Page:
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Housing omnibus bill could overhaul tenant, landlord law

Ivory Taylor, associate director at the Housing Justice Center, testifies before the House Housing Finance and Policy Committee during discussion of HF917, sponsored by Rep. Esther Agbaje, right. (Photo by Andrew VonBank)
Ivory Taylor, associate director at the Housing Justice Center, testifies before the House Housing Finance and Policy Committee during discussion of HF917, sponsored by Rep. Esther Agbaje, right. (Photo by Andrew VonBank)

Renters comprise up to 30% of households across the state, and in our most populous cities that number can be 50% of households or more.

All could be affected by the omnibus housing policy bill.

To balance the power dynamics between landlords and renters, Rep. Esther Agbaje (DFL-Mpls) sponsors HF917, which would update provisions on tenant’s rights, lease terminations, evictions and eviction expungements.

“It also outlines the best practices that many of our landlords are already implementing with their tenants,” she said.

On an 8-4 party-line vote, the House Housing Finance and Policy Committee approved the bill Tuesday after adopting a delete-all amendment, which itself was amended. It’s next stop is the House Judiciary Finance and Civil Law Committee.

Much of the bill focuses on tenants’ rights, including changes that would:

  • prohibit rental assistance discrimination;
  • bar landlords from requiring pet declawing or devocalization;
  • require landlords to disclose fees, and forbid fees unless for a service provided by the landlord;
  • create a four-month waiting period after move-in before a landlord may ask the tenant about lease renewals, which applies only to leases longer than 10 months;
  • demand the lease renewal question occur no sooner than six months before the end of a lease in Minneapolis, St. Paul, Rochester and Duluth;
  • establish potential landlord liability for monetary damages to a tenant if they failed to complete an initial or final inspection;
  • restrict landlord entry into residential units by requiring a 24-hour notice before entry and limiting arrival to only the hours between 8 a.m. and 8 p.m.;
  • alter penalties for improper entry to no less than one month’s rent and attorney fees, as opposed to current law’s $100 penalty; and
  • establish a right to counsel for residents of public housing facing eviction for holding over the property or alleged illegal activities in the unit.

One supporter stood up for source of income protections as a foundational housing right for renters, particularly those in marginalized groups.

As we know, Minnesota holds the shameful distinction of having some of the largest racial and economic disparities in the country, said Ivory Taylor, associate director at Housing Justice Center. “This legacy is made abundantly clear in the way our current housing system works for renters in Minnesota.”

Numerous others opposed the provision prohibiting rental assistance discrimination.

House Housing Finance and Policy Committee 3/14/23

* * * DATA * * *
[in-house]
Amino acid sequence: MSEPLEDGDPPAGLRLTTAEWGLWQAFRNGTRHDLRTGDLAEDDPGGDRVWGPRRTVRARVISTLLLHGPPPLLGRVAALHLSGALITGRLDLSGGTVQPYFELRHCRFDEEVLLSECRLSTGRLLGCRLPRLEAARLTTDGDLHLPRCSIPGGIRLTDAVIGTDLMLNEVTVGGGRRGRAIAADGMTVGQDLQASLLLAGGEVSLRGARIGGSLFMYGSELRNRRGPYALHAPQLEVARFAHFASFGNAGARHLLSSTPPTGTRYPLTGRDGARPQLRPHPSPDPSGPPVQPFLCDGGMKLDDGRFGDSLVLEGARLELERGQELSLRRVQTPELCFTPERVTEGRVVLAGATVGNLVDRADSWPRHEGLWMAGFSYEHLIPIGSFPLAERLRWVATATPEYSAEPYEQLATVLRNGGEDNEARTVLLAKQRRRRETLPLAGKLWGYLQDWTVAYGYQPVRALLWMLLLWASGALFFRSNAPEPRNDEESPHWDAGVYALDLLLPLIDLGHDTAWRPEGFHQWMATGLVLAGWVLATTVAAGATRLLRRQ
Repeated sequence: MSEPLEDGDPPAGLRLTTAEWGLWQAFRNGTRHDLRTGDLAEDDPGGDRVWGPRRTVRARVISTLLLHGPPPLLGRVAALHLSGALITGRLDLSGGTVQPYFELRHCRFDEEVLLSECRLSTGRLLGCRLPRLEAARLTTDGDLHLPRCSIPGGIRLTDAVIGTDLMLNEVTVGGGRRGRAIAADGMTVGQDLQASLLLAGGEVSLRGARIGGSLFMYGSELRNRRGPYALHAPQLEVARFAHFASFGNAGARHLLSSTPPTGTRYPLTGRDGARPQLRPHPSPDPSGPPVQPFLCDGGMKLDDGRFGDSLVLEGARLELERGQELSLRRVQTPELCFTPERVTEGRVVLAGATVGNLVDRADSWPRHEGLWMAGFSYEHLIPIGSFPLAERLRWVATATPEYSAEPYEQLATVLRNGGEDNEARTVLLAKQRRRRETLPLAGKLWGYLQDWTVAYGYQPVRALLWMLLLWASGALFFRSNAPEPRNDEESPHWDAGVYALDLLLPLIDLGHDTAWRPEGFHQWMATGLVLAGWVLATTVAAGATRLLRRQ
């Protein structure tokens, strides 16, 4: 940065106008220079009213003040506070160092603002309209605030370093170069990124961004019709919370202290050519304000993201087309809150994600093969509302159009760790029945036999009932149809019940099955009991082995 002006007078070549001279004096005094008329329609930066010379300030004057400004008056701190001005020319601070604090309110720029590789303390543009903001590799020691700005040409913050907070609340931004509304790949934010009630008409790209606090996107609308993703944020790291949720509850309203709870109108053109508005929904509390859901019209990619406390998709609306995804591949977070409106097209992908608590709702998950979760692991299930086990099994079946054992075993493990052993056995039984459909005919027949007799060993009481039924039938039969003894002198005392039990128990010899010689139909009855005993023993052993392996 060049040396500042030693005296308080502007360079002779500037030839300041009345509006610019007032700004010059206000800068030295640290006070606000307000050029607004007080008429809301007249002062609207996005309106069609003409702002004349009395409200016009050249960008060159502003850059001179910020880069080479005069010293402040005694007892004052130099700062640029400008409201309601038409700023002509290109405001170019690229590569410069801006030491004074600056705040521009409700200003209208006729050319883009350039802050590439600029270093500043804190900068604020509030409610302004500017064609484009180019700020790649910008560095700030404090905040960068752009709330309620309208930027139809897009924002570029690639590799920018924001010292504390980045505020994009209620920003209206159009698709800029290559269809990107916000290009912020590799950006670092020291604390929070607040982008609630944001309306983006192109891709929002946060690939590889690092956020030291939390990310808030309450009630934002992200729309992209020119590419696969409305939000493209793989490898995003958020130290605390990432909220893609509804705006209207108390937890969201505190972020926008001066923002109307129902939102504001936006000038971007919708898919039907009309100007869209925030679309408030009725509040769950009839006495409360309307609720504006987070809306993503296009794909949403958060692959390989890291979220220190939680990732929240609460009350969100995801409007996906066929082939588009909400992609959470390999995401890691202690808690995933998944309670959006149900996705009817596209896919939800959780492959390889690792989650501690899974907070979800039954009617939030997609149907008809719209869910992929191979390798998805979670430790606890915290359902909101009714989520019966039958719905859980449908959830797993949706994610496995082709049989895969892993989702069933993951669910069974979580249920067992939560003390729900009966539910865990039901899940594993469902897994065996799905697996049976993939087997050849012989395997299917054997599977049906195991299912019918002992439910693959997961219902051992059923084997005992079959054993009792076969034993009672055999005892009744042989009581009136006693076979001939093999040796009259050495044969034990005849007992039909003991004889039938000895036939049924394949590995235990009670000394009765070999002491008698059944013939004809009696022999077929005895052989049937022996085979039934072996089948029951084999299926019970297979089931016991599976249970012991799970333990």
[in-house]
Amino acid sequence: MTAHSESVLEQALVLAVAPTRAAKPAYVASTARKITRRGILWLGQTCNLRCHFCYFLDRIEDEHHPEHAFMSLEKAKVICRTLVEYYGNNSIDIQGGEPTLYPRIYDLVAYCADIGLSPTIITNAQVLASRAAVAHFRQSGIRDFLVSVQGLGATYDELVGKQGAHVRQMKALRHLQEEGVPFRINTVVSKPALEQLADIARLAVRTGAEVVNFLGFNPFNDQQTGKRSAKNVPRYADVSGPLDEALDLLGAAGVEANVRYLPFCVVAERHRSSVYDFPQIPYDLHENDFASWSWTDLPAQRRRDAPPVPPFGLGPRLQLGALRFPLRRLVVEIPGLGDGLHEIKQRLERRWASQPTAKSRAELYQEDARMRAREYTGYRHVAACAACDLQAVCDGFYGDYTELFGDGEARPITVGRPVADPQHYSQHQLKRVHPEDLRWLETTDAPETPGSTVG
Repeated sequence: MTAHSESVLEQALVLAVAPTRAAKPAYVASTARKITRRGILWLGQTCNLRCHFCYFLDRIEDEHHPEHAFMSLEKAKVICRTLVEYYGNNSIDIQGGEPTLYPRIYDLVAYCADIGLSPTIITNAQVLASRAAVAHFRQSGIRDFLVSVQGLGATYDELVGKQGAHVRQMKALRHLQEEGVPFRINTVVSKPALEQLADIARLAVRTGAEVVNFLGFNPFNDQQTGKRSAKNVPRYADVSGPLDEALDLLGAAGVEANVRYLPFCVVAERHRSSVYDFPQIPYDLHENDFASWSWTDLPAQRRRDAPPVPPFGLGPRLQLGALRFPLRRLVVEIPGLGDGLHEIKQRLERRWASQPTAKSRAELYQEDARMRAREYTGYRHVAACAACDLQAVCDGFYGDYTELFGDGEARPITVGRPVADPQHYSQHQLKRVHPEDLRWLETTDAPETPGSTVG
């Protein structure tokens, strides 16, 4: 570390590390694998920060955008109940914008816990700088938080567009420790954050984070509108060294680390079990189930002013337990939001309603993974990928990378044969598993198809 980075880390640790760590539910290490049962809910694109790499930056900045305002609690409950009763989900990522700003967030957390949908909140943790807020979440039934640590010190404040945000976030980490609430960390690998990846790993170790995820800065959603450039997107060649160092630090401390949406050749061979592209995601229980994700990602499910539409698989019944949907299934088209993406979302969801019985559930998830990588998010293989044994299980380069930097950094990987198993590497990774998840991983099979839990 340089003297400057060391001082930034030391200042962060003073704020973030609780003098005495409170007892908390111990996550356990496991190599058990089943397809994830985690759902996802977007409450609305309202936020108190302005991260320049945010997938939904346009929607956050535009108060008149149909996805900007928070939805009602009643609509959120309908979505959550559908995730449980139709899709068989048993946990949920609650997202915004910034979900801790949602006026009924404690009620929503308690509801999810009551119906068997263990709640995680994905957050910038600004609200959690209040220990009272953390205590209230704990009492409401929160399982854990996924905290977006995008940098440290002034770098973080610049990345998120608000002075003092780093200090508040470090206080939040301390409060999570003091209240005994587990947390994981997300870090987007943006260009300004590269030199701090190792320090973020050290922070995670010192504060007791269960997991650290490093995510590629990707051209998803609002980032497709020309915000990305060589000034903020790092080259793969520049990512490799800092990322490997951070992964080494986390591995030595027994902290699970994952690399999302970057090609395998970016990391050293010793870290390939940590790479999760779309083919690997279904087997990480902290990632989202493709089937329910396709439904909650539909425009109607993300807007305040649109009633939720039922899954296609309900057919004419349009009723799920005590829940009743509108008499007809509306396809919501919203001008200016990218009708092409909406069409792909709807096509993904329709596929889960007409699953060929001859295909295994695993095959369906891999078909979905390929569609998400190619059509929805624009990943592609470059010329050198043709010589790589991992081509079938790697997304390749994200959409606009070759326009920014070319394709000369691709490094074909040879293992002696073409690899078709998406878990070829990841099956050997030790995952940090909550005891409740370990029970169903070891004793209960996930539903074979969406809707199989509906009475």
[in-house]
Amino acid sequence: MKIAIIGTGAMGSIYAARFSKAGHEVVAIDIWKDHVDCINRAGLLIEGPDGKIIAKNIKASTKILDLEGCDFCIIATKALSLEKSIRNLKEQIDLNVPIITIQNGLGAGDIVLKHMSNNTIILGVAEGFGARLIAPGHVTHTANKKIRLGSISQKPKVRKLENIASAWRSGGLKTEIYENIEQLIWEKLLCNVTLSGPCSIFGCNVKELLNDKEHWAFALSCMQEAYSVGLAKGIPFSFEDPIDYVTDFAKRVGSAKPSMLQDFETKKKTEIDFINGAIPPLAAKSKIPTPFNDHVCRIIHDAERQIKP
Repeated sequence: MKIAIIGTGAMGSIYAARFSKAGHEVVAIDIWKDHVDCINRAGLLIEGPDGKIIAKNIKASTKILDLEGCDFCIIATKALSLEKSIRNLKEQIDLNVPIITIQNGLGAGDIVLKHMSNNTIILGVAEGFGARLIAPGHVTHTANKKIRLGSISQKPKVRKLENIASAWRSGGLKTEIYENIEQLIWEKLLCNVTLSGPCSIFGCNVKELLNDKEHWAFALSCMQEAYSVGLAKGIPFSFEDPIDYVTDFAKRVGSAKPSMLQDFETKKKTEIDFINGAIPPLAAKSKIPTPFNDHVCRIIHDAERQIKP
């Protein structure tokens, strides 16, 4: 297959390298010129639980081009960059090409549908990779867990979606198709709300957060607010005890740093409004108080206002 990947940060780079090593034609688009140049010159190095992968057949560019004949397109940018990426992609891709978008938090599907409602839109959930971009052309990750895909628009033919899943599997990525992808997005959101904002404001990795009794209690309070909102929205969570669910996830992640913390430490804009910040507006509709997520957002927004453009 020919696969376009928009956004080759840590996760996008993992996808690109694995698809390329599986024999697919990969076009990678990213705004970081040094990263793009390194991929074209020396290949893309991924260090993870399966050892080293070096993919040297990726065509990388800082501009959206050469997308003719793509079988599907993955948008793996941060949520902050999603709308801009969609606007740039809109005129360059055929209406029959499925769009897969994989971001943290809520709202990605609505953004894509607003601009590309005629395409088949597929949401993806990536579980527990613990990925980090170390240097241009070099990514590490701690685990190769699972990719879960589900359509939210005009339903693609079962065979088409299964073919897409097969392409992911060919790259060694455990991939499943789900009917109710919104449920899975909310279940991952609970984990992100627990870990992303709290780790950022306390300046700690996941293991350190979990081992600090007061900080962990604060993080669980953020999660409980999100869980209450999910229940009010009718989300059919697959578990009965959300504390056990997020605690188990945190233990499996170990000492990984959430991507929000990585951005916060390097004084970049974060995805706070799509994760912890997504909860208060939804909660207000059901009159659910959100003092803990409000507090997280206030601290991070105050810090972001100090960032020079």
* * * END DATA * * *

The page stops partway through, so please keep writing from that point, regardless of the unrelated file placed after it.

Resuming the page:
Leanna Stefaniak, vice chair for the Minnesota Multi Housing Association, calls it a “mandatory Section 8 proposal” for property managers and housing providers.

“HF917 makes it a discriminatory practice if the landlord does not participate in the program. This refusal is not a discriminatory act against the participant, rather it’s a refusal to participate in a federal program.”

Instead, she suggests a light touch option that would encourage landlords to participate in the Section 8 voucher program through government-funded incentives.

Eviction changes

The eviction procedure for nonpayment of rent would be altered, including allowing a government agency to assist with redemption of a unit. Before bringing an eviction action alleging nonpayment or other unpaid financial obligation respective to the lease, a landlord would need to provide written 14-day notice to a tenant specifying the basis for the eviction. Options for notifying a tenant of an eviction action could now include phone calls, texts and emails.

Additionally, the bill could provide a new procedure for the summons in an eviction action, which includes a notice for how to get legal and financial assistance.

Lastly, discretionary expungement for evictions may be amended, eviction case filings would need to remain confidential until after the case has been decided, and winning an eviction case, among other actions, would result in a mandatory expungement.

Other elements of the bill include:

  • heat be provided to tenants at a minimum temperature of 68 degrees from Oct. 1 to April 30;
  • specifying the type of incidents that could allow a tenant to petition for emergency repairs and allow tenants to petition for emergency relief to fix such repairs, which a landlord could be court-ordered to remedy;
  • for tenants without a written lease, notice of termination of lease would move from 14 days to the interval between the time rent is due; and
  • upon infirmity, a tenant would be allowed to terminate their lease.

The following are bills that have been incorporated in part or in whole into the omnibus housing policy bill:

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